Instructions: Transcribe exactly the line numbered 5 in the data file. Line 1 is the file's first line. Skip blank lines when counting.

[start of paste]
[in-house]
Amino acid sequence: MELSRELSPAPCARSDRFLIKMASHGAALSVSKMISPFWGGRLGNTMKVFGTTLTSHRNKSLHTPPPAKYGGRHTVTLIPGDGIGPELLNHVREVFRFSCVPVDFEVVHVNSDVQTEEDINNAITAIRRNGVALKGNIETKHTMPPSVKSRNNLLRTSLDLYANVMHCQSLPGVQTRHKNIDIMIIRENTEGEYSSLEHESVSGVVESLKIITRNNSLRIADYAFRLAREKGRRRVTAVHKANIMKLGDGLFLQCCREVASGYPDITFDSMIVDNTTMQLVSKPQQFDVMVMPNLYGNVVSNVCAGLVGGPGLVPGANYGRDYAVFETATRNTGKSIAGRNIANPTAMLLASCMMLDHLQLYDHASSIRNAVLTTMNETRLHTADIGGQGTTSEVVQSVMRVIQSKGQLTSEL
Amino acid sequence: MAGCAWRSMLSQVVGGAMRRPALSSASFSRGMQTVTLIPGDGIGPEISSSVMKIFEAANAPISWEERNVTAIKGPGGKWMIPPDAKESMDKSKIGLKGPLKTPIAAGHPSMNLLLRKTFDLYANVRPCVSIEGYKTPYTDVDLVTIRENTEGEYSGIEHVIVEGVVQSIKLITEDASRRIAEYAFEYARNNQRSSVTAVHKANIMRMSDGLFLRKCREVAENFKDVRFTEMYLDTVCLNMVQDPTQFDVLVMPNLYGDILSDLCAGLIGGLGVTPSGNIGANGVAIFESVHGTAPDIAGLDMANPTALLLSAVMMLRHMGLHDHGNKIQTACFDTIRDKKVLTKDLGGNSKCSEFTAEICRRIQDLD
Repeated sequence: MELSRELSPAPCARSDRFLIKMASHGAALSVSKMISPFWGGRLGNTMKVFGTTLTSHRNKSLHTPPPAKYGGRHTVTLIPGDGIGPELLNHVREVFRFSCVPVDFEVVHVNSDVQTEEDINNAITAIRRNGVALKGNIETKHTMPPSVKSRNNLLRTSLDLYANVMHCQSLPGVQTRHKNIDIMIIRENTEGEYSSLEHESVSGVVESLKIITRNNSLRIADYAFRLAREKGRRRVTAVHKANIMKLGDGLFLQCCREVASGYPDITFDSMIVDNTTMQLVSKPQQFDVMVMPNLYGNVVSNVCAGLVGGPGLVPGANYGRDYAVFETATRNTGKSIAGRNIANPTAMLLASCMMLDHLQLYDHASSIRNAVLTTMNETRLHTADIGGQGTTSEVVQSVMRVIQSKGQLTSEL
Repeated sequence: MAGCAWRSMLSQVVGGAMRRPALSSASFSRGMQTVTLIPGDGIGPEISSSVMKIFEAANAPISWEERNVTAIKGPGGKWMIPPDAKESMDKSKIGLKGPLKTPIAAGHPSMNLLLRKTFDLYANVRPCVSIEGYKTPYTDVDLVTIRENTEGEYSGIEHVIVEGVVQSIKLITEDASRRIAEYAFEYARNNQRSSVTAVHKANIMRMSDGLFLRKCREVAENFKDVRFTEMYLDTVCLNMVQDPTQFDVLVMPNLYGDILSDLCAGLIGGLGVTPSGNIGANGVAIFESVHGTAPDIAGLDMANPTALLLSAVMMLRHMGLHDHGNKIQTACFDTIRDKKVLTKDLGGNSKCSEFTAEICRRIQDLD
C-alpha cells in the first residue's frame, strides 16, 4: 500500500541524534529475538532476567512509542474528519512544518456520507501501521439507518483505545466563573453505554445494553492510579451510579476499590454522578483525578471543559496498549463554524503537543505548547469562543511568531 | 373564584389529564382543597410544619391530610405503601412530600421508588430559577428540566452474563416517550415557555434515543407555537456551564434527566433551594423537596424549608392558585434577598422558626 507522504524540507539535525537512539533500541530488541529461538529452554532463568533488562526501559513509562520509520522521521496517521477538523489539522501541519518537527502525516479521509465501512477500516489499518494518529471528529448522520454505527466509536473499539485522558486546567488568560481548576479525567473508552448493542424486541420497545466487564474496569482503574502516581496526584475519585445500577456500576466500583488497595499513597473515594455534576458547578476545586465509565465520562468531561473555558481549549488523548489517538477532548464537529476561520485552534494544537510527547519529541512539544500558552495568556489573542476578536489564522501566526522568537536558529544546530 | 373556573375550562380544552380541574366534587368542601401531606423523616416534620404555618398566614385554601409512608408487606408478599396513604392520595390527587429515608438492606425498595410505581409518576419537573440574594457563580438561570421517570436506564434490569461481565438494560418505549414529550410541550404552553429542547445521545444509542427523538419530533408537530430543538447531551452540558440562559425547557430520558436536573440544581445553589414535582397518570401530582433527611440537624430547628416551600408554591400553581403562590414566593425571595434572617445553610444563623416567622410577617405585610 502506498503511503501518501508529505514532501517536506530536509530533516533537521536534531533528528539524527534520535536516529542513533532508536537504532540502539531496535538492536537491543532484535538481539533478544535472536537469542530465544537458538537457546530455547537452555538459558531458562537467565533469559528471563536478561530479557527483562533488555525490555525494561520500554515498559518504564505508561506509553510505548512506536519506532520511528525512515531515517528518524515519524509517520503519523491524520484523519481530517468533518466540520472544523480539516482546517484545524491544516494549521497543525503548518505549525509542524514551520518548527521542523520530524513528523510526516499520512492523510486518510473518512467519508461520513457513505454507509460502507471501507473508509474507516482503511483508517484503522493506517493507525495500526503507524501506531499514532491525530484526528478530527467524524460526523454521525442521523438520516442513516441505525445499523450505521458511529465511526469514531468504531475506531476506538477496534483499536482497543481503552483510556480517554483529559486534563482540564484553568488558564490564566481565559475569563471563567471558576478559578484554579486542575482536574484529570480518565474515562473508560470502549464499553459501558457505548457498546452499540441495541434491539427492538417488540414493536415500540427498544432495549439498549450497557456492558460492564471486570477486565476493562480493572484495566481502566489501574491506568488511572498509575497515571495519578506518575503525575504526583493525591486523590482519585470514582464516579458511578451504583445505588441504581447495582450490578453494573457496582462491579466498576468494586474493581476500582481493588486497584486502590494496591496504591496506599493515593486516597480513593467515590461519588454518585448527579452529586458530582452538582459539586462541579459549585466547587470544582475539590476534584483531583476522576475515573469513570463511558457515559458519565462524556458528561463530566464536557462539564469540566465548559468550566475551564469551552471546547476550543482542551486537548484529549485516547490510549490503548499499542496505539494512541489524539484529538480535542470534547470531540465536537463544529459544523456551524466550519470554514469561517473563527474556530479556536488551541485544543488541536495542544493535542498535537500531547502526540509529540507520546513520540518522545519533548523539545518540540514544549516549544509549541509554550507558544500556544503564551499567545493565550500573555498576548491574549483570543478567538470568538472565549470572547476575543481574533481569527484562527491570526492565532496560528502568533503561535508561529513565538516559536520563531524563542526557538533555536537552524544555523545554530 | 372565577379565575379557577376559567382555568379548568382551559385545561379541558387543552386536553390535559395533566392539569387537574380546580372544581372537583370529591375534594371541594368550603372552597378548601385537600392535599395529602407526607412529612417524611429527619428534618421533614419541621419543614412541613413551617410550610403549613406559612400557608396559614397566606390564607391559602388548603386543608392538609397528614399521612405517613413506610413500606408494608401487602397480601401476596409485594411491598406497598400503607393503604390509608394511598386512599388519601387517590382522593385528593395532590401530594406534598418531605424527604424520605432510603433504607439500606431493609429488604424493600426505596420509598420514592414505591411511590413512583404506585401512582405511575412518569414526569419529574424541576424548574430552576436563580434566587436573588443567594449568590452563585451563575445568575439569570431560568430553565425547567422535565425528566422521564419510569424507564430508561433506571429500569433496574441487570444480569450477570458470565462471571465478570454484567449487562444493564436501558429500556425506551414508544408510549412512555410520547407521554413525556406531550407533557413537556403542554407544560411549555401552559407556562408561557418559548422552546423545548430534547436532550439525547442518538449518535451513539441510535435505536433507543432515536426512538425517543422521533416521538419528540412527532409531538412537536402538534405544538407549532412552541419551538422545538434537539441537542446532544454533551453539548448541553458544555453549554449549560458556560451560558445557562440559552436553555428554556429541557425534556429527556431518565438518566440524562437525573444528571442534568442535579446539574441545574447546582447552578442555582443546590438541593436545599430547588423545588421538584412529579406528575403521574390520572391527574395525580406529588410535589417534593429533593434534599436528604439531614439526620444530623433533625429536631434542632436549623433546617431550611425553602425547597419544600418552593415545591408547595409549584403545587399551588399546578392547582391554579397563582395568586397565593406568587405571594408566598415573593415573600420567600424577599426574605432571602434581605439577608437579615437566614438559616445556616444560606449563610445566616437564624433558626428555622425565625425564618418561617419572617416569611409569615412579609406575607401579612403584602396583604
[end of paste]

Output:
Repeated sequence: MAGCAWRSMLSQVVGGAMRRPALSSASFSRGMQTVTLIPGDGIGPEISSSVMKIFEAANAPISWEERNVTAIKGPGGKWMIPPDAKESMDKSKIGLKGPLKTPIAAGHPSMNLLLRKTFDLYANVRPCVSIEGYKTPYTDVDLVTIRENTEGEYSGIEHVIVEGVVQSIKLITEDASRRIAEYAFEYARNNQRSSVTAVHKANIMRMSDGLFLRKCREVAENFKDVRFTEMYLDTVCLNMVQDPTQFDVLVMPNLYGDILSDLCAGLIGGLGVTPSGNIGANGVAIFESVHGTAPDIAGLDMANPTALLLSAVMMLRHMGLHDHGNKIQTACFDTIRDKKVLTKDLGGNSKCSEFTAEICRRIQDLD